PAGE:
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International Rules: The `stolen' laptop, the panic, the police and the taxi driver ...

From a distraught Cahair O'Kane in Perth agonising on how to explain to The Irish News that their laptop was, er, stolen....

THERE is possibly no more lost feeling than standing outside Target in the middle of Perth on your own, thinking you’d left your laptop and half your worldly possessions sitting in the street for some opportunist to swipe.

If I asked in one shop “have you CCTV?” I asked in 20.

The answers came back negative. But the cameras that sat overhead had to belong to someone.

The man on the desk in Perth police station looked through the glass with a mixture of pity and wonder.

How exactly did you leave that sitting? Can you retrace your steps?

Walked away from the seats we’d been sitting on. Hopped in a taxi. Got back to the apartment in Northbridge and just as we’re opening the front door, it dawns on us.

A dash straight back into town. Every red light in the place against us. Eight, maybe nine minutes. No bag. No witnesses. No chance.

All’s left to do is lodge it with the police and leave it, then start to work out how to file 2,000 words for the day off an iPhone. How to explain to The Irish News that their laptop was, er, stolen.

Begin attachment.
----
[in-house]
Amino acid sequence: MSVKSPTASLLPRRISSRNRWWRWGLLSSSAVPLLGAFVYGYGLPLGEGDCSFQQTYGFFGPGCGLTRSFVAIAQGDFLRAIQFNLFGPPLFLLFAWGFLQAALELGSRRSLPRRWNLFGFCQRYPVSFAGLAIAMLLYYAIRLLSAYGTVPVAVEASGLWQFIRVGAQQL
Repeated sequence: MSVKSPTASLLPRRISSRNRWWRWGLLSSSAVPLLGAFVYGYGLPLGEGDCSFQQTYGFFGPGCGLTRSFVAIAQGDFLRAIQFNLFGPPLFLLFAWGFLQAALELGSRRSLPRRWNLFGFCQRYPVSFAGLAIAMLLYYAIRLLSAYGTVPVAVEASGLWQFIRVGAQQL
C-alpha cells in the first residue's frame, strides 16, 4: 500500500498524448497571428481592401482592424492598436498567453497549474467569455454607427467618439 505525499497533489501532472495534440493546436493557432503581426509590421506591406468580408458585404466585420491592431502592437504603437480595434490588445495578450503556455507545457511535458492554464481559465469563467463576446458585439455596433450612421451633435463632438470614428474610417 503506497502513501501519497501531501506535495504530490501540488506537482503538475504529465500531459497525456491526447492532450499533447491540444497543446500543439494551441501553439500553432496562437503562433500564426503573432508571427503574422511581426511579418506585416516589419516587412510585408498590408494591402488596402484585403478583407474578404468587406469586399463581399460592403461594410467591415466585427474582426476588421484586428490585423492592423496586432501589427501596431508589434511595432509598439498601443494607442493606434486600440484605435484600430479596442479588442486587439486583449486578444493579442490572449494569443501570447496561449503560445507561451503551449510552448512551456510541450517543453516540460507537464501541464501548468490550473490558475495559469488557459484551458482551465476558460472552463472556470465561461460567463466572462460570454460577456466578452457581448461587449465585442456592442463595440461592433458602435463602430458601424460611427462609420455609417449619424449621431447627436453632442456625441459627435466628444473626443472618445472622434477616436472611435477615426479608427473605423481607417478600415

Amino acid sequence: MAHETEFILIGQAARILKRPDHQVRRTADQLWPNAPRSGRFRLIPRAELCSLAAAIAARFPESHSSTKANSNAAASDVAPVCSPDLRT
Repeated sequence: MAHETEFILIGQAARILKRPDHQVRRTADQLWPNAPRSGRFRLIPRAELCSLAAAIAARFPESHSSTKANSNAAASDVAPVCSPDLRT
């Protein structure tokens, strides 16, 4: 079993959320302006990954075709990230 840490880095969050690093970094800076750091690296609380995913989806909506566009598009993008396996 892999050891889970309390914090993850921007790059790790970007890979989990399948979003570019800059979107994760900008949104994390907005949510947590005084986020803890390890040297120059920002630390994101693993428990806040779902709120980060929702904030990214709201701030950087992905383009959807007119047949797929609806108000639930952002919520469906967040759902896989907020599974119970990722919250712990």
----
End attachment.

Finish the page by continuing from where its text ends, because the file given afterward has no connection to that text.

In my head it was like Fr Ted’s fabrication about how Benson’s whistle came to be in Dougal’s coat pocket.

And then Fr Lennon rings. Or rather, this strange +61 number. On the wife’s phone. Who in Australia has her number?

“Hello. You left your bag in my taxi, your laptop and all.”

We were 50 feet from the police station on our way to buy a new one when the phone rang.

I popped in to save them the hassle but pulled out a few half truths. Someone had miraculously found the bag. It’s not a lie, strictly speaking.

It was a better feeling of relief than getting off the bus at Kelly’s back in the day with a half bottle in you on a Wednesday night and realising there’s no queue at the door, so you don’t have to go in the car park.

The taxi man had not only found the bag in his boot, but had gone to a bit of trouble to find us. In it he found a receipt for Northbridge Medical Centre after we’d taken our daughter Anna there yesterday (she’s ok) and called them, explained the situation and asked for a contact number.

A $90, hour-long round trip in a different taxi to Canning Vale and back was worth every penny. I’ll never slag a taxi driver again.

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